Tuesday, April 20, 2010

Letterboxing

I have been excited about Geocaching for quite some time. Geocaching, in short is a treasure hunt. People will hides "caches" in various places throughout the world. You simply go onto any of the Geocaching websites out there and look up the area you plan to go to. You get the GPS coordinates of the cache(s) you want to find, put the coordinates into your GPS and off you go. Most caches are simple waterproof boxes hidden in tree trunks or under rocks. The caches are typically filled with a variety of items from the person who started it and subsequent people who have found it. The rule is that you take and item and you leave an item. Usually you leave something that signifies "you", like a special sticker or button. Some are much simpler and just have a log book of sorts where you can sign in that you found it.

I love Geocaching. I love the treasure hunt feel of it. I love that it makes long and sometimes difficult hikes much more enjoyable. I do not love using a GPS. I'm really not a technological kinda gal. To make it even worse, I have a horrible sense of direction. I can get lost in a paper bag. Seriously, just ask any of the multiple people who have gotten a hysterical crying phone call from me at all times of day or night because I can't figure out how I ended up in Maryland, or DC, or Cabrini Green...yes that actually happened. Not only can I not figure out how I got there but I have no clue how to get myself out. I digress.

Geocaching has not really helped my sense of direction. Vince is convinced that it is because I rely on the technology to tell me where to go instead of trying to figure it out for myself with a map and a compass. I kind of agree. Enter Letterboxing.

Over the weekend a friend of mine (hello Kim!) told me about Letterboxing. It is the non-technical version of Geocaching. The major differences are that with Letterboxing, you do not get coordinates. You get clues and sometimes riddles to solve. By solving the clues/riddles you will find the box. The second major difference is that you don't take or leave anything per se. The boxes will contain a log book, a rubber stamp, and an ink pad. You will have brought the same items plus a pen/pencil with you. You will stamp the box log book with YOUR stamp and sign your name/team name and date. You will then use the BOX stamp to stamp your own log book with the date that you found it. Some people get really elaborate and create scrapbook pages for each location.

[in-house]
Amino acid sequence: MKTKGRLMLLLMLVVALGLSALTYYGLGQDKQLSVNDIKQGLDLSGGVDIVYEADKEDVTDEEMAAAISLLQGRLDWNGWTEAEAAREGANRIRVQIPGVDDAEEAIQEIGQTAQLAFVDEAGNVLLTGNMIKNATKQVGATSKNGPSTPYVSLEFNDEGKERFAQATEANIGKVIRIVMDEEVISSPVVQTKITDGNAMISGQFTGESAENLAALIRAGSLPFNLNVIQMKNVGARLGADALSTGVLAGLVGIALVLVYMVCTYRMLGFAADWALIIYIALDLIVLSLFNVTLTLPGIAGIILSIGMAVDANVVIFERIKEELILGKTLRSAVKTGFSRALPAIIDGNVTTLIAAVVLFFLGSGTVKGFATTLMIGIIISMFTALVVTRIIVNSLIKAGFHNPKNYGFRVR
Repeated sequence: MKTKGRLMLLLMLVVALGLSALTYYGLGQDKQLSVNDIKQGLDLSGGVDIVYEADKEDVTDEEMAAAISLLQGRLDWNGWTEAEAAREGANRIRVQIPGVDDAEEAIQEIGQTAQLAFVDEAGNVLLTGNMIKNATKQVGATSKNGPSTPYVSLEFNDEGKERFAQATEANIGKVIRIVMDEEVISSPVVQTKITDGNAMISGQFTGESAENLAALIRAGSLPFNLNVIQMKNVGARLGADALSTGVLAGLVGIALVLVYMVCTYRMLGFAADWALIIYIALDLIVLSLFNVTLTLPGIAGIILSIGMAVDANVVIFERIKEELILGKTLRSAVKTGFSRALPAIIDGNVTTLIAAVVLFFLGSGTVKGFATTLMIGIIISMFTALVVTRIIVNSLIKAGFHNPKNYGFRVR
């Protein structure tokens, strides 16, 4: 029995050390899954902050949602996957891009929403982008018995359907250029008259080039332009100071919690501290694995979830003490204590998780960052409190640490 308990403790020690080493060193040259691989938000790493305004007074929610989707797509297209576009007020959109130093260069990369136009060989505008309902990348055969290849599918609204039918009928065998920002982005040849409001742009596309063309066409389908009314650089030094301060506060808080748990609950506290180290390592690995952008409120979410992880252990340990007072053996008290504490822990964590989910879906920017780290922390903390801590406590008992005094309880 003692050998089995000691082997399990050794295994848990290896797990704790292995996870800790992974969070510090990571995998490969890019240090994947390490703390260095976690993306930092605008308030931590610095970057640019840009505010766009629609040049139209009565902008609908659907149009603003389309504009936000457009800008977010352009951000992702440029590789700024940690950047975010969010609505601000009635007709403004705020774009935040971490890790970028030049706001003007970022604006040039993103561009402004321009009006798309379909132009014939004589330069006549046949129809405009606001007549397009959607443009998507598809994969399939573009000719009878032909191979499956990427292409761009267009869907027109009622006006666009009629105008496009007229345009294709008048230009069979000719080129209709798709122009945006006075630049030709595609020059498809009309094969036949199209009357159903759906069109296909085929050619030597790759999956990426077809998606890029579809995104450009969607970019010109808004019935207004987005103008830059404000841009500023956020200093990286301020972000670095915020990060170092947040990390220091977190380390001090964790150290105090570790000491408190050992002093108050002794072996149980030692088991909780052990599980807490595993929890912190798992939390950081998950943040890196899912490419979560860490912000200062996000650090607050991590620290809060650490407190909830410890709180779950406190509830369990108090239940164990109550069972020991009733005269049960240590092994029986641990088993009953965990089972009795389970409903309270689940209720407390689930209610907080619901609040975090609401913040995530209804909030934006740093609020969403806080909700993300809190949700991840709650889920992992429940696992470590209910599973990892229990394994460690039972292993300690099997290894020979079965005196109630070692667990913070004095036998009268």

I have to say I am loving the whole idea of this. I love solving the clues to figure out where the boxes are (I've already done several for our favorite park to hike in). I LOVE the stamp book idea. I'm a list maker and collector by nature. I've kept every passport I've ever had, just because I wanted to keep the stamps I've collected. I have an "autograph" book from Disney World. So, yeah...I like the idea of a stamp book. Vince loves that we will still get all of the benefits of Geocaching (the hiking and fun of finding boxes) and I will hopefully learn some better navigational skills. We'll see if that last one works or not.

We have decided to become Team Hoagie (pronounced Hog-y as a tribute to Aubria). I have been looking for a rubber stamp of a sub sandwich to use. If anyone knows where to get one, please let me know! I also went looking through our stacks of books and journals for a book I could use as a log book. In all of my digging, I found my green velvety journal from our trip to Ireland. I'm not much of a journaler so I had only used a few pages of it. As I flipped through the book, trying to decide if I should fill it with all of those glorious Letterboxing stamps...I found these pressed between the pages.




These are five 4-leaf clovers that Vince picked in Ireland. There were five of us on that trip so it was pretty cool that he found five clovers. I'm taking this as a sign of good things to come.

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